The decision to delay the delivery of attack jets was informed by the pressing threat they were expected to confront. There was a significant risk of several U.S.-manufactured aircraft crashing in a fiery inferno, without making any substantial contribution to Ukraine’s war efforts.

Russia buys 1000 long-range 40N6 anti-aircraft missiles for S-400
Photo credit: Reddit

This brought to light the focus of Russian ground-based air defenses along the disputed borders, which were responsible for the extensive losses suffered by Ukrainian aircrews. Towards the end of 2022, multiple Western sources stressed how the threats to Ukrainian aviation had sharply escalated. This risk was further intensified by the deployment of MiG-31BM interceptors, equipped with the R-37M – the longest-range, active air-to-air missile worldwide, close to Ukraine to assist in combat operations.

When pondering the A-10’s historical combat performance, specifically during the Gulf War of 1991, its effectiveness in Ukraine could be considered uncertain. This uncertainty originates from the aircraft’s past encounters with Iraqi short-ranged air defenses, which inflicted considerable damage or even caused total destruction to 20 aircraft. Consequently, operations in the region were temporarily suspended.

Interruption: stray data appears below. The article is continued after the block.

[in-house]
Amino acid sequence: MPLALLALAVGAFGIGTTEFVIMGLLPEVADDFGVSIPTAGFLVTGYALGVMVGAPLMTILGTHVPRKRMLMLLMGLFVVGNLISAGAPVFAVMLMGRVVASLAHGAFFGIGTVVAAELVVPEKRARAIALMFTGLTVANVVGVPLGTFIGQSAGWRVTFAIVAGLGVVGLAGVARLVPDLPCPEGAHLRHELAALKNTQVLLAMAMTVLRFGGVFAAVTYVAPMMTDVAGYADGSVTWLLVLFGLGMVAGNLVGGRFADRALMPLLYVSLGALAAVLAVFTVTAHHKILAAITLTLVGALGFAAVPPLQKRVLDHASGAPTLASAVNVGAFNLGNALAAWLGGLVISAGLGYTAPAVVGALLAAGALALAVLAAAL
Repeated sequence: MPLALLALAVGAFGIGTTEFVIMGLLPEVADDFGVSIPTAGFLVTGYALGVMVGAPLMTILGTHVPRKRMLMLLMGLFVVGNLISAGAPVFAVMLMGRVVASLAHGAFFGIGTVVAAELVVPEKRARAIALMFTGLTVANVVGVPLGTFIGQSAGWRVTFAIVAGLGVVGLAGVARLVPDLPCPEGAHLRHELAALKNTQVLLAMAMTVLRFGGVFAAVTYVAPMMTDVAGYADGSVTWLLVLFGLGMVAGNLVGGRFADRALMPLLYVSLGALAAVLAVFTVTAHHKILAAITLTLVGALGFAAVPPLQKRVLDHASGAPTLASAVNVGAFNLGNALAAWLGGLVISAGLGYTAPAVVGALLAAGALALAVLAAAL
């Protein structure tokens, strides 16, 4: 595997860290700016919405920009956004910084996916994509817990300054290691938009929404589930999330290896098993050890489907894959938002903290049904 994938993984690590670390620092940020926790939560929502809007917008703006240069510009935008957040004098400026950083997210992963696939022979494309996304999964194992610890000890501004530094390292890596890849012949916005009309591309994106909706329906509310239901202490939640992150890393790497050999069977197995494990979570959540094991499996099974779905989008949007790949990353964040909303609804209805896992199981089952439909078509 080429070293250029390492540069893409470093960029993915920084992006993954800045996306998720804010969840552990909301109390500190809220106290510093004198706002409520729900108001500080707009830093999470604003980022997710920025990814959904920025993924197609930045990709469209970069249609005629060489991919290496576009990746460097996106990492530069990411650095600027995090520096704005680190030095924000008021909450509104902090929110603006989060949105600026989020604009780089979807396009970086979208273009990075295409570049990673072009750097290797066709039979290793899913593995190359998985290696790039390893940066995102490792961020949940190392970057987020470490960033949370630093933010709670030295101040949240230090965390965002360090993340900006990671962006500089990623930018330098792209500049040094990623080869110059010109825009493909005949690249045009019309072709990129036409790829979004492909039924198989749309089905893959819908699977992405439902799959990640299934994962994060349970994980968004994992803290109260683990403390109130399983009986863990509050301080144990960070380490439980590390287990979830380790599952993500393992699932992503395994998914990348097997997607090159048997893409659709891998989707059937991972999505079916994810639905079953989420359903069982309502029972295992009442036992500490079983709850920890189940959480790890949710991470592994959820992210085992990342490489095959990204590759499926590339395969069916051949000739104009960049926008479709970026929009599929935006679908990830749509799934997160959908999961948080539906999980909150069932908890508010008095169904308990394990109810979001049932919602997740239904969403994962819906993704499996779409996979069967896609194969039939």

S-400 jointly with A-50 AEW&C shot down Su-27 and MiG-29 - Russia
Photo credit: LinkedIn

Significantly, the damage incurred was substantial, despite the poor state of Iraqi air defenses and the widespread disorganization of their armed forces. The deliberate and calculated deployment of American military resources underscores the lessons learned from these past experiences. The United States has consistently endeavored to prevent similar occurrences. A prime example is the delayed and strategic positioning of their M1 Abrams tanks, contrasting the German Leopard 2 and British Challenger 2 tanks, which experienced heavy casualties in Ukraine.

Despite the positioning of American Bradley Fighting Vehicles at the frontlines, they endured massive losses, with estimates indicating that over 70 were either eradicated or captured. Nevertheless, it’s crucial to note that these somewhat outdated, less conspicuous assets do not significantly impact the overall image of the American defense sector.